It’s Election Day. You Won’t Read this Post.

I VotedExcept you might read my post now that I’ve included a shameless mention of Election Day.

When your customers are universally interested in an event or holiday, don’t change the subject. Work with it. Although cycles of celebration may not correspond with your business cycle, customers will disregard marketing communications that don’t fit with their interests or current needs.

Small business marketing requires strategic use of resources that earn a high level of engagement from customers. We can’t waste time and money on efforts that will be ignored.

Here are some ways I help my clients address the ebbs and flows of the calendar:

  • One B2B client accepts that her clients’ attention is distracted during certain times of the year, including Independence Day, Thanksgiving and Christmas. We focus our marketing efforts on other times of year and don’t waste resources trying to “cut through the clutter.”
  • Another B2B client tackles the New Year with challenges for his clients to plan for success in the coming months.
  • To tie-in with Thanksgiving, I’m helping one veterinary client promote pet safety during the holiday, for instance with this Fido Friendly Thanksgiving Infographic.
  • With another veterinary client, we typically run seasonally-themed Facebook photo contests for clients to brag about their pets. Last year, we sponsored a Winter Wonderland contest.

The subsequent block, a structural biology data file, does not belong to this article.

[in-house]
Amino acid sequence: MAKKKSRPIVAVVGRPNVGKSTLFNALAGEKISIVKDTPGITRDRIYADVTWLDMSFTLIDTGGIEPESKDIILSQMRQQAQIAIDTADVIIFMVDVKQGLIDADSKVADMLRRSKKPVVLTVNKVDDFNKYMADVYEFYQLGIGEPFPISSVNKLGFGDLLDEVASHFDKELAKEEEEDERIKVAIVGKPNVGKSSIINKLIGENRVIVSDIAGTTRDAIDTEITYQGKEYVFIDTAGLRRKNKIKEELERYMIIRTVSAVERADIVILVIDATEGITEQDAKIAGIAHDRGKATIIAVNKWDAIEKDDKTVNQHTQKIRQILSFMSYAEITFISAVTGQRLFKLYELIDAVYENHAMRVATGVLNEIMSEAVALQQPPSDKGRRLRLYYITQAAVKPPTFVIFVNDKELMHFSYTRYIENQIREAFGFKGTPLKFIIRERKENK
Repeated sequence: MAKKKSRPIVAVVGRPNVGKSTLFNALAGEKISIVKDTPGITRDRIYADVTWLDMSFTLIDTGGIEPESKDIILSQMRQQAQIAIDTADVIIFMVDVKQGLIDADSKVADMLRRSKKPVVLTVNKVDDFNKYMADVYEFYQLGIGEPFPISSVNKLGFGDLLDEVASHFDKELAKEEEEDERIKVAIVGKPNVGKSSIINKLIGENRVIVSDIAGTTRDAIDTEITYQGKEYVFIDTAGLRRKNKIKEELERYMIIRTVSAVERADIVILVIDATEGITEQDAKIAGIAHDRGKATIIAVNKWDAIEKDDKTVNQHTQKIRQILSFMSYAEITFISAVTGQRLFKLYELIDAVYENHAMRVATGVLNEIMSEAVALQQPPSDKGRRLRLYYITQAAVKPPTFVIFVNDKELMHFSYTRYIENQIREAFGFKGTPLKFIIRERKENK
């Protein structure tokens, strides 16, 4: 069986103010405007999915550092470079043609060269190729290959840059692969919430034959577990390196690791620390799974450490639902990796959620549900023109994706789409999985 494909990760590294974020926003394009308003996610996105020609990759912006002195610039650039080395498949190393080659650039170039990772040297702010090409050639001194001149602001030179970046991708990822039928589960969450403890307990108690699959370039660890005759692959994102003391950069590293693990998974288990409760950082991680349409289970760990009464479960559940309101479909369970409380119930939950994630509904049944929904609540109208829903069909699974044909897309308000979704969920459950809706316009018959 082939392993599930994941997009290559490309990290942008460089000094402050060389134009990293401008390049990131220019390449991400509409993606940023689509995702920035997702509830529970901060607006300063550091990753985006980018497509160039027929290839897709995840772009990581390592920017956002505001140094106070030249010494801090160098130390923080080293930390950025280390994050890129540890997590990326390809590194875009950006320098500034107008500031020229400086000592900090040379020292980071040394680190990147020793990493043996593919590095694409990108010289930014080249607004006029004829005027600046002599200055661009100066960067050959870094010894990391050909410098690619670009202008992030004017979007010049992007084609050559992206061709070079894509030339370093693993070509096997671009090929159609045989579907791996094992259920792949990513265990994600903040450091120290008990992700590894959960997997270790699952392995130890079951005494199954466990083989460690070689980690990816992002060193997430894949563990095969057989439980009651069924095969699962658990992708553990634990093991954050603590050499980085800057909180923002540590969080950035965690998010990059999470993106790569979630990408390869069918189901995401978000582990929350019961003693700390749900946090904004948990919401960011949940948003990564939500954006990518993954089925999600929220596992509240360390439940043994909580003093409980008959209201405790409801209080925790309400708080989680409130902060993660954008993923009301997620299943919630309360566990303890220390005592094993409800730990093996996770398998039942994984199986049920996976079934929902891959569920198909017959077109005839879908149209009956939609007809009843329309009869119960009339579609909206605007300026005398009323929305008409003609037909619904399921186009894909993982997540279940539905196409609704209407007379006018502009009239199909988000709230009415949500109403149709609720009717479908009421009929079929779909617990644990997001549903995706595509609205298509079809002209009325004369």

• A landscape services company knows that pre-Thanksgiving is a popular time for customers to install landscape lighting, so we run promotions during that period.
  • This summer, another landscape services client earned customer attention when we suggested ways to create an herb container garden to enhance their outdoor kitchens and barbecues.

So, after you go vote and before the results start coming in, spend some time today considering how to make your marketing communications more seasonally relevant to your customers. It will certainly be more productive than nervously biting your nails as you wait to learn who our next President will be.

 

And Now for Something Completely Different

Green City Resources designed and installed this beautiful habitat garden on the roof of Macy’s Corporate Headquarters in Cincinnati.

Rose Seeger and I produced a video to help prospective gardeners learn about the five elements needed to grow your own certified wildlife habitat. The video is posted on Green City Resources’ Facebook page.

Macy's Corporate Headquarters Wildlife Habitat Garden

Watch the video: How to Build Your Own Wildlife Habitat

Remember the ‘Social’ in Social Media Marketing

Remember the Social in Social Media MarketingMarketing on social media is great for small businesses because you can connect with customers on a very personal level. Posting content like videos, quizzes and pictures helps customers feel closer to your business and remember you more frequently.

However, publishing content is not enough. Being social is key to success with this marketing strategy. When customers write reviews, comment or share your content, they have opened a conversation with your business. Ignoring their contributions is rude and off-putting. Plan time to check for customer interactions and engage with them.

In a recent related example, I reminded a small business client about the customer sign-up form on their website. They had forgotten about the form, and didn’t have a process to check submissions. When they checked it, there were two new, neglected customers in the system! We setup a process, so that scenario won’t repeat.